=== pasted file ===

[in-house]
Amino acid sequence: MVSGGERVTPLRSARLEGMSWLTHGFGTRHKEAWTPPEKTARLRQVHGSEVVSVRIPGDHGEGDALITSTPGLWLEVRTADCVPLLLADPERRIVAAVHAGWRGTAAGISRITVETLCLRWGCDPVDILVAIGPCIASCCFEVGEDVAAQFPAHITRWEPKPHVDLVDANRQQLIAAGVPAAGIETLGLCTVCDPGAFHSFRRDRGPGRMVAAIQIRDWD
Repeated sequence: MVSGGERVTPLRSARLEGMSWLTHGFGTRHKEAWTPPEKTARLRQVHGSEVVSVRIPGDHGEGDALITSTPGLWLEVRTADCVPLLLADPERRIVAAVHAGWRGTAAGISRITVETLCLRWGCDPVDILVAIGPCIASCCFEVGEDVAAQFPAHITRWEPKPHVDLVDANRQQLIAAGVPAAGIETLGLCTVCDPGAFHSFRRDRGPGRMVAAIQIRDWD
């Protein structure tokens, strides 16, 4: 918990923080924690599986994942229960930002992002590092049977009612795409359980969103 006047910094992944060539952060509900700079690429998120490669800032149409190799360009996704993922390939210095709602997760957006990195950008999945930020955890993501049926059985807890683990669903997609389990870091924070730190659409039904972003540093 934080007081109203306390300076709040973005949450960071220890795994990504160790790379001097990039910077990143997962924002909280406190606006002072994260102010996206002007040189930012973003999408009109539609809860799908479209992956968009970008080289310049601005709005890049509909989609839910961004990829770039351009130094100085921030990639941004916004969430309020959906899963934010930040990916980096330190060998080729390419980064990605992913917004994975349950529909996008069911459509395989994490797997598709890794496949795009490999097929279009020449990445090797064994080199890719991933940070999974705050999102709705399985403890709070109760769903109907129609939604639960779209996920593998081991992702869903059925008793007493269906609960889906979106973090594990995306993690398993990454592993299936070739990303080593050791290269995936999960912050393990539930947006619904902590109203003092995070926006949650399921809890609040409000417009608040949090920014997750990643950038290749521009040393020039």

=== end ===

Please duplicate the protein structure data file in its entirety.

[in-house]
Amino acid sequence: MVSGGERVTPLRSARLEGMSWLTHGFGTRHKEAWTPPEKTARLRQVHGSEVVSVRIPGDHGEGDALITSTPGLWLEVRTADCVPLLLADPERRIVAAVHAGWRGTAAGISRITVETLCLRWGCDPVDILVAIGPCIASCCFEVGEDVAAQFPAHITRWEPKPHVDLVDANRQQLIAAGVPAAGIETLGLCTVCDPGAFHSFRRDRGPGRMVAAIQIRDWD
Repeated sequence: MVSGGERVTPLRSARLEGMSWLTHGFGTRHKEAWTPPEKTARLRQVHGSEVVSVRIPGDHGEGDALITSTPGLWLEVRTADCVPLLLADPERRIVAAVHAGWRGTAAGISRITVETLCLRWGCDPVDILVAIGPCIASCCFEVGEDVAAQFPAHITRWEPKPHVDLVDANRQQLIAAGVPAAGIETLGLCTVCDPGAFHSFRRDRGPGRMVAAIQIRDWD
């Protein structure tokens, strides 16, 4: 918990923080924690599986994942229960930002992002590092049977009612795409359980969103 006047910094992944060539952060509900700079690429998120490669800032149409190799360009996704993922390939210095709602997760957006990195950008999945930020955890993501049926059985807890683990669903997609389990870091924070730190659409039904972003540093 934080007081109203306390300076709040973005949450960071220890795994990504160790790379001097990039910077990143997962924002909280406190606006002072994260102010996206002007040189930012973003999408009109539609809860799908479209992956968009970008080289310049601005709005890049509909989609839910961004990829770039351009130094100085921030990639941004916004969430309020959906899963934010930040990916980096330190060998080729390419980064990605992913917004994975349950529909996008069911459509395989994490797997598709890794496949795009490999097929279009020449990445090797064994080199890719991933940070999974705050999102709705399985403890709070109760769903109907129609939604639960779209996920593998081991992702869903059925008793007493269906609960889906979106973090594990995306993690398993990454592993299936070739990303080593050791290269995936999960912050393990539930947006619904902590109203003092995070926006949650399921809890609040409000417009608040949090920014997750990643950038290749521009040393020039």